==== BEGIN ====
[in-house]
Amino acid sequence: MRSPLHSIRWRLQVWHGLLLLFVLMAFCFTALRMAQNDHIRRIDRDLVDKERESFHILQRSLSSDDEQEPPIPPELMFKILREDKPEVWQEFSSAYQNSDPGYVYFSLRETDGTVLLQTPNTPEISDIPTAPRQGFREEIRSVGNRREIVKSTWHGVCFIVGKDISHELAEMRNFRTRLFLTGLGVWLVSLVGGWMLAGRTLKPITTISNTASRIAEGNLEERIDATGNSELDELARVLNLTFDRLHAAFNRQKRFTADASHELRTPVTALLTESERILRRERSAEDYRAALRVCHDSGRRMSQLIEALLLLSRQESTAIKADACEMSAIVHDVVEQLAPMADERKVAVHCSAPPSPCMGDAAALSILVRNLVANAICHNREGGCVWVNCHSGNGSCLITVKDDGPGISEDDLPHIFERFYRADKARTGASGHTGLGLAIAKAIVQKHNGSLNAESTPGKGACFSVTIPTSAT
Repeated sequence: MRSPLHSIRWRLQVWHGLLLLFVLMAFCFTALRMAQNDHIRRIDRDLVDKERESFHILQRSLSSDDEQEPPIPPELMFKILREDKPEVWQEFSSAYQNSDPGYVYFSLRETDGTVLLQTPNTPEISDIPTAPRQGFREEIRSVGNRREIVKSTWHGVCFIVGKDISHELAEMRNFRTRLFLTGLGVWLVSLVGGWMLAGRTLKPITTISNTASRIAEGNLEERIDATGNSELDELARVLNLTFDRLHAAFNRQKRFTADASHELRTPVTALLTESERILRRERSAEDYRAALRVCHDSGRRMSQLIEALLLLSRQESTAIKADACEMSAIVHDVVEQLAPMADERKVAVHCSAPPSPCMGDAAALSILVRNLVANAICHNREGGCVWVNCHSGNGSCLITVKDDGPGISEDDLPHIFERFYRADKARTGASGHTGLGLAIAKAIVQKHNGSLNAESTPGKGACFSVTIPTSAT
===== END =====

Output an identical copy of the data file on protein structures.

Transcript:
[in-house]
Amino acid sequence: MRSPLHSIRWRLQVWHGLLLLFVLMAFCFTALRMAQNDHIRRIDRDLVDKERESFHILQRSLSSDDEQEPPIPPELMFKILREDKPEVWQEFSSAYQNSDPGYVYFSLRETDGTVLLQTPNTPEISDIPTAPRQGFREEIRSVGNRREIVKSTWHGVCFIVGKDISHELAEMRNFRTRLFLTGLGVWLVSLVGGWMLAGRTLKPITTISNTASRIAEGNLEERIDATGNSELDELARVLNLTFDRLHAAFNRQKRFTADASHELRTPVTALLTESERILRRERSAEDYRAALRVCHDSGRRMSQLIEALLLLSRQESTAIKADACEMSAIVHDVVEQLAPMADERKVAVHCSAPPSPCMGDAAALSILVRNLVANAICHNREGGCVWVNCHSGNGSCLITVKDDGPGISEDDLPHIFERFYRADKARTGASGHTGLGLAIAKAIVQKHNGSLNAESTPGKGACFSVTIPTSAT
Repeated sequence: MRSPLHSIRWRLQVWHGLLLLFVLMAFCFTALRMAQNDHIRRIDRDLVDKERESFHILQRSLSSDDEQEPPIPPELMFKILREDKPEVWQEFSSAYQNSDPGYVYFSLRETDGTVLLQTPNTPEISDIPTAPRQGFREEIRSVGNRREIVKSTWHGVCFIVGKDISHELAEMRNFRTRLFLTGLGVWLVSLVGGWMLAGRTLKPITTISNTASRIAEGNLEERIDATGNSELDELARVLNLTFDRLHAAFNRQKRFTADASHELRTPVTALLTESERILRRERSAEDYRAALRVCHDSGRRMSQLIEALLLLSRQESTAIKADACEMSAIVHDVVEQLAPMADERKVAVHCSAPPSPCMGDAAALSILVRNLVANAICHNREGGCVWVNCHSGNGSCLITVKDDGPGISEDDLPHIFERFYRADKARTGASGHTGLGLAIAKAIVQKHNGSLNAESTPGKGACFSVTIPTSAT